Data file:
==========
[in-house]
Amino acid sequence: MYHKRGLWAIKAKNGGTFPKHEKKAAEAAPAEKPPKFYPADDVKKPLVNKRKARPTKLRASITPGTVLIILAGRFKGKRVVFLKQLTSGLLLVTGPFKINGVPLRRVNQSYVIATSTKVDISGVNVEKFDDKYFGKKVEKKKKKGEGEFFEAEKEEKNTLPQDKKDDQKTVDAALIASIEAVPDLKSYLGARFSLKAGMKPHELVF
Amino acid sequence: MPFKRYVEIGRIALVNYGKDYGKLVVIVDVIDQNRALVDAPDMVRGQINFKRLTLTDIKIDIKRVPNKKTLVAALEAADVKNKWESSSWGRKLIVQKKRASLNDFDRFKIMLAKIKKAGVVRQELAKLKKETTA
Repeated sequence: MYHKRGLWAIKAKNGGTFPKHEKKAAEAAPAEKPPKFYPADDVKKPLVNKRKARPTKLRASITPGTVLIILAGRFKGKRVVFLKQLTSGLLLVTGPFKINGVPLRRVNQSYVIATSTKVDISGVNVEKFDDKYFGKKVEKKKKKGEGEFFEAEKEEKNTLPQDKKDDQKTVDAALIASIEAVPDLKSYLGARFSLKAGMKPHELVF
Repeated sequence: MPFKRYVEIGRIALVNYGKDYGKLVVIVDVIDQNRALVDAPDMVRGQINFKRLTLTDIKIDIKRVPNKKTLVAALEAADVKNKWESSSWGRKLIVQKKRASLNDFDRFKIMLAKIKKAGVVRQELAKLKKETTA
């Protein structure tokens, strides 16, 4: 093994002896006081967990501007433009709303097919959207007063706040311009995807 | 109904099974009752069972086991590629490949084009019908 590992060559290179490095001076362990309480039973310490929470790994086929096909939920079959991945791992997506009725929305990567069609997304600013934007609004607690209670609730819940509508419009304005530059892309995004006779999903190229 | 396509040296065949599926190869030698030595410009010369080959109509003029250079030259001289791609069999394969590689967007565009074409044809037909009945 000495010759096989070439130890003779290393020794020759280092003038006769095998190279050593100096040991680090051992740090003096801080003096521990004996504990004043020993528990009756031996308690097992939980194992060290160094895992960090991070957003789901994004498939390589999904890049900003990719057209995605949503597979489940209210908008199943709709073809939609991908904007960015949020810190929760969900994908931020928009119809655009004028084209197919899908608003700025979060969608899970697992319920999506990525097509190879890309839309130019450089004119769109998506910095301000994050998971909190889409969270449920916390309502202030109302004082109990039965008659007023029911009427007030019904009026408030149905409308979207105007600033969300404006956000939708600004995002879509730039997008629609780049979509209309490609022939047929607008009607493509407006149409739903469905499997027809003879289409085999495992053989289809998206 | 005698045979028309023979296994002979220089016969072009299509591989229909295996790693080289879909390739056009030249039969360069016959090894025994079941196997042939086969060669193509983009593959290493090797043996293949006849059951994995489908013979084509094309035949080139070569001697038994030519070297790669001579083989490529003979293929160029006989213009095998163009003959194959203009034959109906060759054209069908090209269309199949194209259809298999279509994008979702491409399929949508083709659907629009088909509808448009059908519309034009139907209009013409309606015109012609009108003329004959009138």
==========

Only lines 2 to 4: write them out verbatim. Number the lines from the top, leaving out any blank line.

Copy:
Amino acid sequence: MYHKRGLWAIKAKNGGTFPKHEKKAAEAAPAEKPPKFYPADDVKKPLVNKRKARPTKLRASITPGTVLIILAGRFKGKRVVFLKQLTSGLLLVTGPFKINGVPLRRVNQSYVIATSTKVDISGVNVEKFDDKYFGKKVEKKKKKGEGEFFEAEKEEKNTLPQDKKDDQKTVDAALIASIEAVPDLKSYLGARFSLKAGMKPHELVF
Amino acid sequence: MPFKRYVEIGRIALVNYGKDYGKLVVIVDVIDQNRALVDAPDMVRGQINFKRLTLTDIKIDIKRVPNKKTLVAALEAADVKNKWESSSWGRKLIVQKKRASLNDFDRFKIMLAKIKKAGVVRQELAKLKKETTA
Repeated sequence: MYHKRGLWAIKAKNGGTFPKHEKKAAEAAPAEKPPKFYPADDVKKPLVNKRKARPTKLRASITPGTVLIILAGRFKGKRVVFLKQLTSGLLLVTGPFKINGVPLRRVNQSYVIATSTKVDISGVNVEKFDDKYFGKKVEKKKKKGEGEFFEAEKEEKNTLPQDKKDDQKTVDAALIASIEAVPDLKSYLGARFSLKAGMKPHELVF